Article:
Andrii Yalanskyi/Dreamstime
Artist's rendition of manufacturing growth declining

Supply Issues Weigh Down Manufacturing Growth

May 3, 2021
The ISM index fell to 60.7% in April as material and component shortages remained.

Manufacturing remained solidly in growth mode in April, but concerns over a global semiconductor shortage and general supply chain issues did drag the monthly PMI Index back from its near-record level in March.

The Institute for Supply Management reported that its monthly PMI Index fell 4.0 percentage points in April to 60.7%. That still is more than 20% above the index’s 50% baseline for growth and reflects a generally strong manufacturing sector just one year removed from the index’s crash in the opening days of the COVID-19 pandemic.

The New Orders and Production indexes both slipped in April from their March levels, while the Backlog of Orders Index rose in April.

That was the major issue facing suppliers last month, said Timothy R. Fiore, chairman of the ISM Manufacturing Business Survey Committee.

“Survey committee members reported that their companies and suppliers continue to struggle to meet increasing rates of demand due to (COVID-19) impacts limiting availability of parts and materials,” Fiore said in a press release. “Recent record-long lead times, wide-scale shortages of critical basic materials, rising commodities prices and difficulties in transporting products are continuing to affect all segments of the manufacturing economy. Worker absenteeism, short-term shutdowns due to part shortages and difficulties in filling open positions continue to be issues that limit manufacturing-growth potential.”

Fiore noted that the six largest manufacturing industries—Fabricated Metal Products; Chemical Products; Food, Beverage & Tobacco Products; Computer & Electronic Products; Transportation Equipment; and Petroleum & Coal Products—all registered moderate to strong growth in April.

“Manufacturing performed well for the 11th straight month, with demand, consumption and inputs registering strong growth compared to March. Labor-market difficulties at panelists’ companies and their suppliers persist. End-user lead times (for refilling customers’ inventories) are extending. This is due to very high demand and output restrictions, as supply chains continue to respond to strong demand amid COVID-19 impacts,” said Fiore.

Committee members also noted the struggles for components in general and semiconductors in particular. Among the committee comments:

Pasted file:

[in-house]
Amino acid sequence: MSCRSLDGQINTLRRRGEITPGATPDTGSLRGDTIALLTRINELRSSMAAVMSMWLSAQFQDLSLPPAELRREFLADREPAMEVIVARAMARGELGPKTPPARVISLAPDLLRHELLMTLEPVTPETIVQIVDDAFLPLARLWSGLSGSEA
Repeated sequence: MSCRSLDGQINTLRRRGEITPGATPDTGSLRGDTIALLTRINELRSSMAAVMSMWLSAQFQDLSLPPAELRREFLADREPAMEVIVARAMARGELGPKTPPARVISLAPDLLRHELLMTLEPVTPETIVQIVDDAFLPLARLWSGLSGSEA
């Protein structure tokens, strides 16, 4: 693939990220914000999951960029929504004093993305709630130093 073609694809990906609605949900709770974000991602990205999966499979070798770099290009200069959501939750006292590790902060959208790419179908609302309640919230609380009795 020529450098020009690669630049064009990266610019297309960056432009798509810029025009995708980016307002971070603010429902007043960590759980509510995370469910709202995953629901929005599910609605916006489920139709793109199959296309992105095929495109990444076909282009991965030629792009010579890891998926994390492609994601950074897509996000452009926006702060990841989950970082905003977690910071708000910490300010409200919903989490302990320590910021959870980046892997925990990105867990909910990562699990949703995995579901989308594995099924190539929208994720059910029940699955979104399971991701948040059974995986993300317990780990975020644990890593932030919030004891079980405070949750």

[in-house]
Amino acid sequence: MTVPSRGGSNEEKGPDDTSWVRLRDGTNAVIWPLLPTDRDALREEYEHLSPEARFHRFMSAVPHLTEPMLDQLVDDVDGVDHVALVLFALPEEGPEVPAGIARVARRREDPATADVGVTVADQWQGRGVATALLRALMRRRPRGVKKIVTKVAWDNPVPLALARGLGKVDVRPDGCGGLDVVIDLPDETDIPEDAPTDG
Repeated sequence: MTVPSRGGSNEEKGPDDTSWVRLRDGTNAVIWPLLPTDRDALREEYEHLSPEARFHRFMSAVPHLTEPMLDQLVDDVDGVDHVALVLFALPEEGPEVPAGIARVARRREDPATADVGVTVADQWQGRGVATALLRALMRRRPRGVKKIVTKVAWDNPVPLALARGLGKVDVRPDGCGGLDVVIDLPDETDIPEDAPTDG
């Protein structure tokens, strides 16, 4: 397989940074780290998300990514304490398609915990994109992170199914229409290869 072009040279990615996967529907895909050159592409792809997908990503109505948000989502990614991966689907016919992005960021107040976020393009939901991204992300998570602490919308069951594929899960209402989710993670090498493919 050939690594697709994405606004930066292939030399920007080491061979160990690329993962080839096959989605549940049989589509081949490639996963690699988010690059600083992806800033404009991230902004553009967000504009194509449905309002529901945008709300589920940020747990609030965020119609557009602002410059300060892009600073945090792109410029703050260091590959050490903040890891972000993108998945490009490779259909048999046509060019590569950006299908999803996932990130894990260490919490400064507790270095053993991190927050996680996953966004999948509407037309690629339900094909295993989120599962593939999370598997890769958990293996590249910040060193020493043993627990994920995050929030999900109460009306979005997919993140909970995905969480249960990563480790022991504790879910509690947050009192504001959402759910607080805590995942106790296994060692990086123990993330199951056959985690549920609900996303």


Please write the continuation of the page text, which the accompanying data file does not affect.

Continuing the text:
• “The current electronics/semiconductor shortage is having tremendous impacts on lead times and pricing. Additionally, there appears to be a general inflation of prices across most, if not all, supply lines.” (Computer & Electronic Products)
  • “Upstream producers/suppliers are back online and working towards full rates. Demand is outpacing supply and will continue into the third quarter, when the supply chain is expected to be refilled. Supply/demand should be more balanced in Q3/Q4, but demand will continue as customers run hard to meet their demand and rebuild inventory.” (Chemical Products)
  • “Continued strong sales; however, we have had to trim some production due to the global chip shortage. Hasn’t affected inventories greatly yet, but a continued decrease will begin to reduce available inventories if we don’t recover chip supply shortly.” (Transportation Equipment)
  • “Business is picking up as restaurants open.” (Food, Beverage & Tobacco Products)
  • “Oil production has been steady, along with market prices and capital expenditures.” (Petroleum & Coal Products)
  • “Steel prices are crazy high. The normal checks on the domestic steel mills are not functioning—imported steel is distorted by the Section 232 tariffs.” (Fabricated Metal Products)
  • “It’s getting much more difficult to supply production with materials that are made with copper or steel. Lots of work on the floor, but I am worried about getting the materials to support.” (Electrical Equipment, Appliances & Components)
  • “Market capacity in most areas is oversold, with no realistic improvement on the horizon. In fact, it appears that demand will continue to strengthen, leading to more significant disruptions.” (Furniture & Related Products)
  • “In 35 years of purchasing, I’ve never seen everything like these extended lead times and rising prices—from colors, film, corrugate to resins, they’re all up. The only thing plentiful at present, according to my spam filter, is personal protective equipment.” (Plastics & Rubber Products)
  • “The metals markets remain very challenging at best. Shortages of raw materials have increased, especially in aluminum and carbon steel. Prices continue to rapidly increase. Transportation and trucking [are] also a big challenge.” (Primary Metals)
  • “Demand continues to be very strong. Supply chain delays hamper our availability and ability to sell more.” (Machinery)

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